FirstElement Fuels opens first commercial hydrogen refueling station in the country

Updated May 3, 2024
FIrstElement Fuels
FIrstElement Fuels' hydrogen refueling station in the Port of Oakland is capable of simultaneous fills of 100 kg of hydrogen in 10 minutes.
Fosgard PR

When the commercial hydrogen fueling infrastructure develops for Class 8 commercial trucks, California’s Port of Oakland may be the epicenter from which the buildout eventually emanates.

FirstElement Fuel, the largest hydrogen refueling provider in California with 80-percent market share and 41 True Zero-branded light-duty hydrogen stations in operation, is opening the first ever commercial heavy-duty hydrogen refueling station outside the Port of Oakland. The new station has two heavy-duty pumps capable of supporting 200 trucks per day at a rate of just 10 minutes per 80-kg fill. The station also has four light- and medium-duty pumps onsite to serve as another location for California’s estimated 16,000-vehicle passenger car market.

FirstElement Fuel’s Port of Oakland station uses a cryopump to convert liquid hydrogen into cold, compressed hydrogen in a single stage. The company is partnering with Bosch Rexroth to retrofit the station with Bosch’s next-generation cryopump capable of dispensing 100 kg in 10 minutes.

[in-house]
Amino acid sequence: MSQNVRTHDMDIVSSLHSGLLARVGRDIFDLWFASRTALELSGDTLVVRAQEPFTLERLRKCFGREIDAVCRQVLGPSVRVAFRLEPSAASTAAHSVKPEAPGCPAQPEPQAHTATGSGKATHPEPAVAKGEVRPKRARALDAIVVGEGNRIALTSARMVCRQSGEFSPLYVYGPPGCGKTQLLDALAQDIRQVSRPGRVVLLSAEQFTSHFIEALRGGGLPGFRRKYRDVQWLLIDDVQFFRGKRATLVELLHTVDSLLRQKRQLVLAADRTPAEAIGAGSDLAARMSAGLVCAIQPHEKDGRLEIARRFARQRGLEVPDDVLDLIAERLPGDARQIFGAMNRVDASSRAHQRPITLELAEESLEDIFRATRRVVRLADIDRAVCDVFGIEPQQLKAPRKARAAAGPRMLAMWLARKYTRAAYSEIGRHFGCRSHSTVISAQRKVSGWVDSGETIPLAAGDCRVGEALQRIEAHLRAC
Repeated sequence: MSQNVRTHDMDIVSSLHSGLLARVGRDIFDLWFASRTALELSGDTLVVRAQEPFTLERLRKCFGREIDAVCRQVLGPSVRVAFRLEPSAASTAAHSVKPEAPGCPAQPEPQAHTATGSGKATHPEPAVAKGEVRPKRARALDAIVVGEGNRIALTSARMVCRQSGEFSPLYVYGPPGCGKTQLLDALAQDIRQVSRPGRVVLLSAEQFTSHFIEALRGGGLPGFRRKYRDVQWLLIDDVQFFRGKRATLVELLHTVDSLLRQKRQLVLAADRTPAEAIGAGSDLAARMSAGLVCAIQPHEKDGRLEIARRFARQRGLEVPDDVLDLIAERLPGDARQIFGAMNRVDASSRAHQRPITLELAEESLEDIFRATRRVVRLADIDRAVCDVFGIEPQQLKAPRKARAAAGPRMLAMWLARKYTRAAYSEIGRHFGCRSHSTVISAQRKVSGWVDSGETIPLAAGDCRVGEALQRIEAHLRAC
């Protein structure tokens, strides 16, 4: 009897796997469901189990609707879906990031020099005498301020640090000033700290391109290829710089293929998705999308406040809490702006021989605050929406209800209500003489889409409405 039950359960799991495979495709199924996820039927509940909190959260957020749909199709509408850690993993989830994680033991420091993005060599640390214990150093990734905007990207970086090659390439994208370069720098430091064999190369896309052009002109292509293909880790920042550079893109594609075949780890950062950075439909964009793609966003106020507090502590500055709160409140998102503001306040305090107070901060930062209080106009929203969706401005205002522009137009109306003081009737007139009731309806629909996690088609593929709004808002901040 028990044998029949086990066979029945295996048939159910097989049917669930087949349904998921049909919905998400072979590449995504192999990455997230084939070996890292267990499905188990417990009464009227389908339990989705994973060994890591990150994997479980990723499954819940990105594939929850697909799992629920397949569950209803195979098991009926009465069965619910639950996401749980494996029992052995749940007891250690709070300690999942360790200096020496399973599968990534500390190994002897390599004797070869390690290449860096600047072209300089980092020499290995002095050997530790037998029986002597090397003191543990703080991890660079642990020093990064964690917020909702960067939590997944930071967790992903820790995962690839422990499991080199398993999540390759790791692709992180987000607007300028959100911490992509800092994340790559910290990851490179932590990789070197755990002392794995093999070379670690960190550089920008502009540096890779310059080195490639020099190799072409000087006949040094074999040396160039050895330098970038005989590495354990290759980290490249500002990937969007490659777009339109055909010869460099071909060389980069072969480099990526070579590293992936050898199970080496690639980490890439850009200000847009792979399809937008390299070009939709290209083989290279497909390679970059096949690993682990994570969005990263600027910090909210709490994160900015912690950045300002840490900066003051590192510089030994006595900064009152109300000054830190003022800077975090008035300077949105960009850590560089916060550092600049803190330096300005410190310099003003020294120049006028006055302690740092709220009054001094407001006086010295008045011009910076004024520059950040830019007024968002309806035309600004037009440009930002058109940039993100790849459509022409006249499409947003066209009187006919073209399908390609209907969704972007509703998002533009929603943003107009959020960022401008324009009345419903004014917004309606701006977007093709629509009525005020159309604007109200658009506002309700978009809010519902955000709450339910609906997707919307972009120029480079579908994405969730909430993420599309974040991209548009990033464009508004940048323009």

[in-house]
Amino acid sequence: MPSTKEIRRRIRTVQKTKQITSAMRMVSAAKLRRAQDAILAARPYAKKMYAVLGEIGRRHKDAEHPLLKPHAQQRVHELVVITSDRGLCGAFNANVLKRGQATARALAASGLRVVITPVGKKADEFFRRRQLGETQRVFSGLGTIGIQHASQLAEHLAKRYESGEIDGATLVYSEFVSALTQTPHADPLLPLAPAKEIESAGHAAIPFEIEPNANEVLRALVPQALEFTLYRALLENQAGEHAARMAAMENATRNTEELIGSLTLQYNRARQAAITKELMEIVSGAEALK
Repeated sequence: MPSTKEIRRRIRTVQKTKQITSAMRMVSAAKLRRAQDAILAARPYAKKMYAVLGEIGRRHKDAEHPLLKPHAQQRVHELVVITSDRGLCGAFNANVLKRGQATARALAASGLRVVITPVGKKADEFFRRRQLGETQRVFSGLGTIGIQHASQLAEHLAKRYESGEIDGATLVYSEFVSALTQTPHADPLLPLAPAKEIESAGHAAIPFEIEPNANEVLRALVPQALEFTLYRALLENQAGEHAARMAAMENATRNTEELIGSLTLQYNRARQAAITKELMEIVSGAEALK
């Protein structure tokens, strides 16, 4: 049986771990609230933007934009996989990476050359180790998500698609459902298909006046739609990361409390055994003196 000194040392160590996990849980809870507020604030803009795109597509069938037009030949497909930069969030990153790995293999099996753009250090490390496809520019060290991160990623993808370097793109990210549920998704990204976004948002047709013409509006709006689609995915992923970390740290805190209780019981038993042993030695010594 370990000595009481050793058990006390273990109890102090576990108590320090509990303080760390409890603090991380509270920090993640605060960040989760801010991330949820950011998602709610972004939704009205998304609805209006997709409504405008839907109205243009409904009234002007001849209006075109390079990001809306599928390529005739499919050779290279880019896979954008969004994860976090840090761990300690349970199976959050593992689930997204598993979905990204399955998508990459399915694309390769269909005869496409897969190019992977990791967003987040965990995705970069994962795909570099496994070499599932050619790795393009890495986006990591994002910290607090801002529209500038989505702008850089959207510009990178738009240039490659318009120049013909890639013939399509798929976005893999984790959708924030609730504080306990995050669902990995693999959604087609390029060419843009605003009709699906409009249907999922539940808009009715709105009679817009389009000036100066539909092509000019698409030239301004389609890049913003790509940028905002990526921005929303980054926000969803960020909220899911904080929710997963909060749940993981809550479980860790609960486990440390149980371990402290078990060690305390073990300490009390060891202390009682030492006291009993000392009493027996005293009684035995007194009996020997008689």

The new station is part of a state-funded NorCal Zero project developed in conjunction with Hyundai Motor Company and the Center for Transportation and the Environment. The project is funded by the California Energy Commission and the California Air Resources Board.

FirstElement Fuels hydrogen pumpFIrstElement Fuels' heavy-duty hydrogen dispensers are capable of fueling a Class 8 hydrogen fuel cell tractor in 10 minutes.Shane Stephens, FirstElement Fuels’ founder and chief development officer, said the evolution of the 10-year-old company’s technology has progressed from single-dispenser systems with a capacity of just 200 kg per day in 2015 to 18,000 kg per day with the new Port of Oakland location. He believes the current capabilities solve the chicken-and-egg dilemma that has plagued present and past adoption of alternative power technologies for commercial vehicles. "As we started rolling out a network of stations, we quickly learned that technology that was available out there was not commercially viable,” he said. “Many of those [41 existing stations] are first-generation and still supplied by gaseous hydrogen, but everything that we've developed since 2019 and that we will develop in the future is based on liquid hydrogen with cryo-pumping at higher volumes.”

Partner Insights
Information to advance your business from industry suppliers